The following is a list providing an overview of sovereign states around the world, with information on their status and recognition of their sovereignty. The 206 listed states can be divided into three categories based on membership within the United Nations system: 193 member states, two observer states and 11 other states. The sovereignty dispute column indicates states whose sovereignty is undisputed (190 states) and states whose sovereignty is disputed (16 states, of which there are six member states, one observer state and nine other states). Compiling a list such as this can be a difficult and controversial process, as there is no definition that is binding on all the members of the community of nations concerning the criteria for statehood. For more information on the criteria used to determine the contents of this list, please see the criteria for inclusion section below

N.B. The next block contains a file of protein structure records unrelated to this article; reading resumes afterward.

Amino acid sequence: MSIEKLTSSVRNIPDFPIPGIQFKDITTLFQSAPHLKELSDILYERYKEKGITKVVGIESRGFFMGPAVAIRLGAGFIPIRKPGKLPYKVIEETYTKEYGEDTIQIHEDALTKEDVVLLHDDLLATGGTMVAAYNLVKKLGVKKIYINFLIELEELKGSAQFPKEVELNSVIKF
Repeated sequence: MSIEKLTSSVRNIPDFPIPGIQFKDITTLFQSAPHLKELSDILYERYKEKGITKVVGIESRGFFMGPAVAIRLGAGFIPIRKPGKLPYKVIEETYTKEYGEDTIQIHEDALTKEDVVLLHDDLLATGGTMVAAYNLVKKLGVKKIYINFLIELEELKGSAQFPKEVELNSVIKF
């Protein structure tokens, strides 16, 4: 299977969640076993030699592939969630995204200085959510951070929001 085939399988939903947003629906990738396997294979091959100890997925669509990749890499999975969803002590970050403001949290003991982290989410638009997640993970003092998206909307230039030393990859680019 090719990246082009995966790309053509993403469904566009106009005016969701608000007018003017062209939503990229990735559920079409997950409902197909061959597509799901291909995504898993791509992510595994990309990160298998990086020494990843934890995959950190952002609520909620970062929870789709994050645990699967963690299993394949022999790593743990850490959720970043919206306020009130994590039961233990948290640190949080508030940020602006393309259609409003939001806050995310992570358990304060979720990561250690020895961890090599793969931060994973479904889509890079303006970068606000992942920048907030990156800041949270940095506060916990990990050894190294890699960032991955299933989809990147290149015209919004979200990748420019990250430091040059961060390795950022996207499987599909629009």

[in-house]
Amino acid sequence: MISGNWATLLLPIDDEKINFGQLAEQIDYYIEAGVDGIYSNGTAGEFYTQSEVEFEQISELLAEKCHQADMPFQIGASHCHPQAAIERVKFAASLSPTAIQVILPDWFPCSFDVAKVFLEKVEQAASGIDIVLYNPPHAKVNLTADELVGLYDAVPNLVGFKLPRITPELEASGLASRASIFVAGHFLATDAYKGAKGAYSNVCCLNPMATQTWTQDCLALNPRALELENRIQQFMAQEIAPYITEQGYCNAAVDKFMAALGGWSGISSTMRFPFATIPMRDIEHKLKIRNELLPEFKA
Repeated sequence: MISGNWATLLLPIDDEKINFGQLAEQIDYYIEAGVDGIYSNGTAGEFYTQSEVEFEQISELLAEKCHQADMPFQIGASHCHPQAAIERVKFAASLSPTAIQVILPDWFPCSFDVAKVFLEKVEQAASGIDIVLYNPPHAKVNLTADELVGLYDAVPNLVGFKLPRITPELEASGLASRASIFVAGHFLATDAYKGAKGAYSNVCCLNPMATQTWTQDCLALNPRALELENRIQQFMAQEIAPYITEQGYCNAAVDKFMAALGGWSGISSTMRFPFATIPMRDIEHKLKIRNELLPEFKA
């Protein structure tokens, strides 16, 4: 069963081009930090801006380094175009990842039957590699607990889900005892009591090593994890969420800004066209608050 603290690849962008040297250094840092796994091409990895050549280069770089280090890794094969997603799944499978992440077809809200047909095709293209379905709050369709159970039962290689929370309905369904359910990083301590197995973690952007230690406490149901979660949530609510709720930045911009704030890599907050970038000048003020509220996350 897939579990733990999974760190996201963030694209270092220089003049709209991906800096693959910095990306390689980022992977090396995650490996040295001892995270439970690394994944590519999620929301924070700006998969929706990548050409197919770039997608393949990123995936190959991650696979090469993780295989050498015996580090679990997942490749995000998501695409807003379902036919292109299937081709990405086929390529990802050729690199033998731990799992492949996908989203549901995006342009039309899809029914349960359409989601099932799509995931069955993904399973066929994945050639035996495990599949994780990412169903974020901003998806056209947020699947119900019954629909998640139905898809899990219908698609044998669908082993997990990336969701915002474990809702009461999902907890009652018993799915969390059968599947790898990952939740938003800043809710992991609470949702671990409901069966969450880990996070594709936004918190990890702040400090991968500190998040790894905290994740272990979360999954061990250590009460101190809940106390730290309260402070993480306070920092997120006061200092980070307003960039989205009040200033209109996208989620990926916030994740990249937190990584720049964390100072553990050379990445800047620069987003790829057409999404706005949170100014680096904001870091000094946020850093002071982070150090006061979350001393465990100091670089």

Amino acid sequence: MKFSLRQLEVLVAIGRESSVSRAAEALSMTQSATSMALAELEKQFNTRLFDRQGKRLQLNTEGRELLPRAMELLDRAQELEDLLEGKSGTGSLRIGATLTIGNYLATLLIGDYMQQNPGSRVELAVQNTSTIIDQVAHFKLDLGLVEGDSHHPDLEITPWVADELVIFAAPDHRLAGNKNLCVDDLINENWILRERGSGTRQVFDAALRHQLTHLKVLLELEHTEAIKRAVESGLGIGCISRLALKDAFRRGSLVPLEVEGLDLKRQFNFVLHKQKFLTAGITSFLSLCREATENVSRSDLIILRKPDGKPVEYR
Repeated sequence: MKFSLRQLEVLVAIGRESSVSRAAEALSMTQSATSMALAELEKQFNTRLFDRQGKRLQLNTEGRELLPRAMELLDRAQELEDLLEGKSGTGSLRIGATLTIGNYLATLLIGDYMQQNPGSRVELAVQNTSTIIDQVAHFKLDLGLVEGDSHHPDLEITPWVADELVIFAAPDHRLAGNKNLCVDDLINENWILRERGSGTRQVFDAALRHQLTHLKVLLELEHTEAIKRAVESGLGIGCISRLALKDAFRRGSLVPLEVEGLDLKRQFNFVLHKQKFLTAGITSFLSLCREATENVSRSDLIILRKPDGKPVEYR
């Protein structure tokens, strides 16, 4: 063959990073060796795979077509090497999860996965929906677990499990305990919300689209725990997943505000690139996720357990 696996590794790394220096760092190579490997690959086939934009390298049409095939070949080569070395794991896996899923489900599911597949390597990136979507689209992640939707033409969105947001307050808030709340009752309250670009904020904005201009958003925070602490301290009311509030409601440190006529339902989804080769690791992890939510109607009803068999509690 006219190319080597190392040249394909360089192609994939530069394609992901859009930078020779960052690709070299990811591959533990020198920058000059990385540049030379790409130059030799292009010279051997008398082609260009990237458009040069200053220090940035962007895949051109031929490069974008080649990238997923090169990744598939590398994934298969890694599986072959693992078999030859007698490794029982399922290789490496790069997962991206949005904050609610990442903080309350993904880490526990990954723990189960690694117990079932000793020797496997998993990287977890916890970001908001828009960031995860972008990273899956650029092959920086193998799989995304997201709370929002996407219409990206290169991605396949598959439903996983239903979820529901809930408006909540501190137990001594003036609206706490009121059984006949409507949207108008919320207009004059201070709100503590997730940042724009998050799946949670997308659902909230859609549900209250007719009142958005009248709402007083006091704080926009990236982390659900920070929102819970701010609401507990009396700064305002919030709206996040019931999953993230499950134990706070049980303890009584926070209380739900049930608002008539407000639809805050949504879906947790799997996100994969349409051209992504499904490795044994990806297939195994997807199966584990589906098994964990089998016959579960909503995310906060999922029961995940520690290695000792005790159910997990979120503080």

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Culture Of India
The culture of India refers collectively to the thousands of distinct and unique cultures of all religions and communities present in India. India's languages, religions, dance, music, architecture, food, and customs differs from place to place within the country
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Chhattisgarhi
Chhattisgarhi is a language spoken in the Indian state of Chhattisgarh, by 24 million people. It is an Eastern Hindi language with heavy vocabulary and linguistic features from Munda and Dravidian languages. Chhattisgarhi is also known as Dakshin Kosali and Kosali as in ancient times Chhattisgarh was in the region Dakshina Kosala region of ancient India. Chhattisgarhi has been known by the name Khaltahi to surrounding hill-people and by the name Laria to speakers in neighboring regions of Odisha to Chhattisgarh. The speakers are concentrated in the Indian state of Chhattisgarh and in adjacent areas of Madhya Pradesh, Odisha, and Jharkhand. Chhattisgarhi cultural and political movements, with origins from the 1920s, affirmed Chhattisgarhi linguistic and cultural identity and sought greater autonomy within India